The key takeaway is that parties to an inter-State bill of lading that contains an arbitration clause may be free to commence arbitral proceedings in accordance with that clause, instead of commencing proceedings before an Australian Court.


Carmichael Rail Network Pty Ltd v BBC Chartering Carriers GmbH & Co. KG (The BBC Nile) [2022] FCAFC 171 (Carmichael v BBC) concerned, amongst other issues, whether Australian Courts’ mandatory jurisdiction to hear disputes arising from bills of lading, conferred by section 11 of the COGSA, applies to all bills of lading without restriction, or whether that mandatory jurisdiction is limited only to bills of lading where cargo is transported from an Australian port to another country (ie not inter-State bills of lading).

In December 2019, Carmichael entered into an agreement with an unrelated party, whereby the unrelated party would manufacture and supply circa 21 tonnes of steel rails to Carmichael, to be used in the construction of a train line in Queensland. The steel rails were to be manufactured in South Australia.

Between June and December 2020, BBC, on behalf of Carmichael, made arrangements for the steel rails to be transported from South Australia to Queensland by sea.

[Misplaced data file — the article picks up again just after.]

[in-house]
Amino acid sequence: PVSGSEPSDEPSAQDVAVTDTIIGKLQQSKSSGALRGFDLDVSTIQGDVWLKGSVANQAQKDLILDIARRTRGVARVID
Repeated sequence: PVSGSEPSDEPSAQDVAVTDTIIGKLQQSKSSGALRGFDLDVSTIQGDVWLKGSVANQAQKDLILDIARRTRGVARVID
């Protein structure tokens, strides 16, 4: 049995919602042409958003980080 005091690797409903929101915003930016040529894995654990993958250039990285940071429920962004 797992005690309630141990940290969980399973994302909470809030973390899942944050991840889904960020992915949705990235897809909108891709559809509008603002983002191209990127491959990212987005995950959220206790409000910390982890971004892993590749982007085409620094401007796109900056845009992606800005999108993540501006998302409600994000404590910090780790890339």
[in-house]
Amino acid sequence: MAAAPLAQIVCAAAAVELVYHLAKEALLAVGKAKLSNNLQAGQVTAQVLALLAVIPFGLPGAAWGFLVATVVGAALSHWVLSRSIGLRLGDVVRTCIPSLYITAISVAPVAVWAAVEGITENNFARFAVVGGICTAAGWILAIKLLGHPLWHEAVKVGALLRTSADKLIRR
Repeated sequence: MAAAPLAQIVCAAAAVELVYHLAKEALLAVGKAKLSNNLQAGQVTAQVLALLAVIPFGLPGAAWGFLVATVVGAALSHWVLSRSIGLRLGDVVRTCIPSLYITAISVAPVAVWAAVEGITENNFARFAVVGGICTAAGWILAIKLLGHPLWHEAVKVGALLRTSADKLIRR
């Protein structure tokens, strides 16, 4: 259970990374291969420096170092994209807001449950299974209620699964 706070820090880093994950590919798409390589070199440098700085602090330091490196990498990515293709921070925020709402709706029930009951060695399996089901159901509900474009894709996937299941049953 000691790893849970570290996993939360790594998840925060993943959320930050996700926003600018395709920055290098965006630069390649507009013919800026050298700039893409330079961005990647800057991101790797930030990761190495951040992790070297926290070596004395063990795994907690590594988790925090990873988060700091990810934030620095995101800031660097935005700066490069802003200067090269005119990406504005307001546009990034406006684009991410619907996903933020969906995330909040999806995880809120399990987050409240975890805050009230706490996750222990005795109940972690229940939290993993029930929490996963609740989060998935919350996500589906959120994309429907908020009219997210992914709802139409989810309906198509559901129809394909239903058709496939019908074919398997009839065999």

On 17 December 2020, the steel rails were loaded aboard the vessel, the BBC Nile. A bill of lading (BOL) was issued by BBC, with Carmichael named as consignee, for the shipment of the steel rails. The BOL identified the port of loading as “Whyalla, Australia”, in South Australia, and the port of discharge as “Mackay, Australia”, in Queensland.

The BBC Nile arrived at the Port of Mackay, Queensland, on 24 December 2020. The next day, 25 December 2020, members of the crew of the BBC Nile observed that part of the cargo hold of the ship had collapsed. The steel rails were damaged to such an extent they were non-compliant with the specifications for their intended use in railway construction and were eventually sold as scrap.

On 2 August 2022, BBC notified Carmichael that it had commenced arbitral proceedings in London, in accordance with the arbitration clause contained in the BOL, in relation to the damage to the steel rails. The arbitration clause in the BOL stipulated:

  1. Law and Jurisdiction